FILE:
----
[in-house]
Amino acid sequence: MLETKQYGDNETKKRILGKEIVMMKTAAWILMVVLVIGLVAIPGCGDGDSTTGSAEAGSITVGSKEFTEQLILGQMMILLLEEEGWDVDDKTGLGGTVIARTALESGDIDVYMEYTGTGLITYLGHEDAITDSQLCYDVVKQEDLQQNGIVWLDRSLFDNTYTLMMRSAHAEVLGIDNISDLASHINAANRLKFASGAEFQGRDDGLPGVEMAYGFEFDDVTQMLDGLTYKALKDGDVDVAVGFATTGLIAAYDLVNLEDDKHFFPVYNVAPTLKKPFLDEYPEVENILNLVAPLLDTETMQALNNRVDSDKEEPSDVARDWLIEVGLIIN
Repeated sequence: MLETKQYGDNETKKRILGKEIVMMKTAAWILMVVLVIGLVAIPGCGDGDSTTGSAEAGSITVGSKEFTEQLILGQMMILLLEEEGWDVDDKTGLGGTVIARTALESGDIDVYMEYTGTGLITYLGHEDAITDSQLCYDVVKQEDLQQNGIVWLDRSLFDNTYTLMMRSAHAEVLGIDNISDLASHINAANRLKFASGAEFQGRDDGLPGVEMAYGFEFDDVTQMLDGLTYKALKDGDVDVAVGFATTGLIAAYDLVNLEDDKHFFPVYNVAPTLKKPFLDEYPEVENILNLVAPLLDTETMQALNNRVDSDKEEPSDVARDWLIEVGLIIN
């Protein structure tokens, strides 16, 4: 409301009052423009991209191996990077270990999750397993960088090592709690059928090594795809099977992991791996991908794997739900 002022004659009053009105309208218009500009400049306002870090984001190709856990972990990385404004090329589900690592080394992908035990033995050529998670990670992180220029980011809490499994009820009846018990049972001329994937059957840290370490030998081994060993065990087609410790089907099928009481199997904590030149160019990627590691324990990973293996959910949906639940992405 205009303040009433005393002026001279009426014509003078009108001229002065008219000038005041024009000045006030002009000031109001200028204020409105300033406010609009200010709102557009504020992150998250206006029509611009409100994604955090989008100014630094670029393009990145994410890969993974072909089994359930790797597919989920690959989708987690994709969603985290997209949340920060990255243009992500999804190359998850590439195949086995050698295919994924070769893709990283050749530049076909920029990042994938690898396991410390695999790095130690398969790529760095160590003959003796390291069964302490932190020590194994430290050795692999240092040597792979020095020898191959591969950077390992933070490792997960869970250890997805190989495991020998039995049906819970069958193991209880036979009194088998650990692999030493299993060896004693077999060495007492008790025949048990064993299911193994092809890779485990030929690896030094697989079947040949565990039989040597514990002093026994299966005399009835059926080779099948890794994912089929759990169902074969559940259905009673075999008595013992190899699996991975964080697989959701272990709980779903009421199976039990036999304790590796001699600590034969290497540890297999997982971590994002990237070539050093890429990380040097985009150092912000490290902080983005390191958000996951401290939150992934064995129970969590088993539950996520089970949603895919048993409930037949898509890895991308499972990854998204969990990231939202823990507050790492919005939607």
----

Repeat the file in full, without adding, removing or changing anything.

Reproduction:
[in-house]
Amino acid sequence: MLETKQYGDNETKKRILGKEIVMMKTAAWILMVVLVIGLVAIPGCGDGDSTTGSAEAGSITVGSKEFTEQLILGQMMILLLEEEGWDVDDKTGLGGTVIARTALESGDIDVYMEYTGTGLITYLGHEDAITDSQLCYDVVKQEDLQQNGIVWLDRSLFDNTYTLMMRSAHAEVLGIDNISDLASHINAANRLKFASGAEFQGRDDGLPGVEMAYGFEFDDVTQMLDGLTYKALKDGDVDVAVGFATTGLIAAYDLVNLEDDKHFFPVYNVAPTLKKPFLDEYPEVENILNLVAPLLDTETMQALNNRVDSDKEEPSDVARDWLIEVGLIIN
Repeated sequence: MLETKQYGDNETKKRILGKEIVMMKTAAWILMVVLVIGLVAIPGCGDGDSTTGSAEAGSITVGSKEFTEQLILGQMMILLLEEEGWDVDDKTGLGGTVIARTALESGDIDVYMEYTGTGLITYLGHEDAITDSQLCYDVVKQEDLQQNGIVWLDRSLFDNTYTLMMRSAHAEVLGIDNISDLASHINAANRLKFASGAEFQGRDDGLPGVEMAYGFEFDDVTQMLDGLTYKALKDGDVDVAVGFATTGLIAAYDLVNLEDDKHFFPVYNVAPTLKKPFLDEYPEVENILNLVAPLLDTETMQALNNRVDSDKEEPSDVARDWLIEVGLIIN
């Protein structure tokens, strides 16, 4: 409301009052423009991209191996990077270990999750397993960088090592709690059928090594795809099977992991791996991908794997739900 002022004659009053009105309208218009500009400049306002870090984001190709856990972990990385404004090329589900690592080394992908035990033995050529998670990670992180220029980011809490499994009820009846018990049972001329994937059957840290370490030998081994060993065990087609410790089907099928009481199997904590030149160019990627590691324990990973293996959910949906639940992405 205009303040009433005393002026001279009426014509003078009108001229002065008219000038005041024009000045006030002009000031109001200028204020409105300033406010609009200010709102557009504020992150998250206006029509611009409100994604955090989008100014630094670029393009990145994410890969993974072909089994359930790797597919989920690959989708987690994709969603985290997209949340920060990255243009992500999804190359998850590439195949086995050698295919994924070769893709990283050749530049076909920029990042994938690898396991410390695999790095130690398969790529760095160590003959003796390291069964302490932190020590194994430290050795692999240092040597792979020095020898191959591969950077390992933070490792997960869970250890997805190989495991020998039995049906819970069958193991209880036979009194088998650990692999030493299993060896004693077999060495007492008790025949048990064993299911193994092809890779485990030929690896030094697989079947040949565990039989040597514990002093026994299966005399009835059926080779099948890794994912089929759990169902074969559940259905009673075999008595013992190899699996991975964080697989959701272990709980779903009421199976039990036999304790590796001699600590034969290497540890297999997982971590994002990237070539050093890429990380040097985009150092912000490290902080983005390191958000996951401290939150992934064995129970969590088993539950996520089970949603895919048993409930037949898509890895991308499972990854998204969990990231939202823990507050790492919005939607």